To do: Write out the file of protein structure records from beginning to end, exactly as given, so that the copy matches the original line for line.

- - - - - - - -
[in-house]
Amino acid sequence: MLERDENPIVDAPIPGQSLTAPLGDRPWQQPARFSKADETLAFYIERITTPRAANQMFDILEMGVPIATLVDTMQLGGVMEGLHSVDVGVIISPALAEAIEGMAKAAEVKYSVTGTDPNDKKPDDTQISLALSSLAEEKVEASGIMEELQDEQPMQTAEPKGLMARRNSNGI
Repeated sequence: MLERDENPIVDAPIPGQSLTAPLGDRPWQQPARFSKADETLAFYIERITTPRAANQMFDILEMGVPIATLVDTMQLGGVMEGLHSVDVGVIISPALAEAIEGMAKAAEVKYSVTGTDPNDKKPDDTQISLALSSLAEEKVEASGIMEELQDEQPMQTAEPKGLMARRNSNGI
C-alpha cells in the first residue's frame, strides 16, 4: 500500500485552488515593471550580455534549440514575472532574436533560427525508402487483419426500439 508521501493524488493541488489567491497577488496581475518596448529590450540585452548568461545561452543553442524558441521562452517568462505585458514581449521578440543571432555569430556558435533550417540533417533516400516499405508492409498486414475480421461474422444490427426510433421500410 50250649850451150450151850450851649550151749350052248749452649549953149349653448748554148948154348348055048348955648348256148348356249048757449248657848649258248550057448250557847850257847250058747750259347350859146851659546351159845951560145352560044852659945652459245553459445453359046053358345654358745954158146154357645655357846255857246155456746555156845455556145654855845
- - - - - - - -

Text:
[in-house]
Amino acid sequence: MLERDENPIVDAPIPGQSLTAPLGDRPWQQPARFSKADETLAFYIERITTPRAANQMFDILEMGVPIATLVDTMQLGGVMEGLHSVDVGVIISPALAEAIEGMAKAAEVKYSVTGTDPNDKKPDDTQISLALSSLAEEKVEASGIMEELQDEQPMQTAEPKGLMARRNSNGI
Repeated sequence: MLERDENPIVDAPIPGQSLTAPLGDRPWQQPARFSKADETLAFYIERITTPRAANQMFDILEMGVPIATLVDTMQLGGVMEGLHSVDVGVIISPALAEAIEGMAKAAEVKYSVTGTDPNDKKPDDTQISLALSSLAEEKVEASGIMEELQDEQPMQTAEPKGLMARRNSNGI
C-alpha cells in the first residue's frame, strides 16, 4: 500500500485552488515593471550580455534549440514575472532574436533560427525508402487483419426500439 508521501493524488493541488489567491497577488496581475518596448529590450540585452548568461545561452543553442524558441521562452517568462505585458514581449521578440543571432555569430556558435533550417540533417533516400516499405508492409498486414475480421461474422444490427426510433421500410 50250649850451150450151850450851649550151749350052248749452649549953149349653448748554148948154348348055048348955648348256148348356249048757449248657848649258248550057448250557847850257847250058747750259347350859146851659546351159845951560145352560044852659945652459245553459445453359046053358345654358745954158146154357645655357846255857246155456746555156845455556145654855845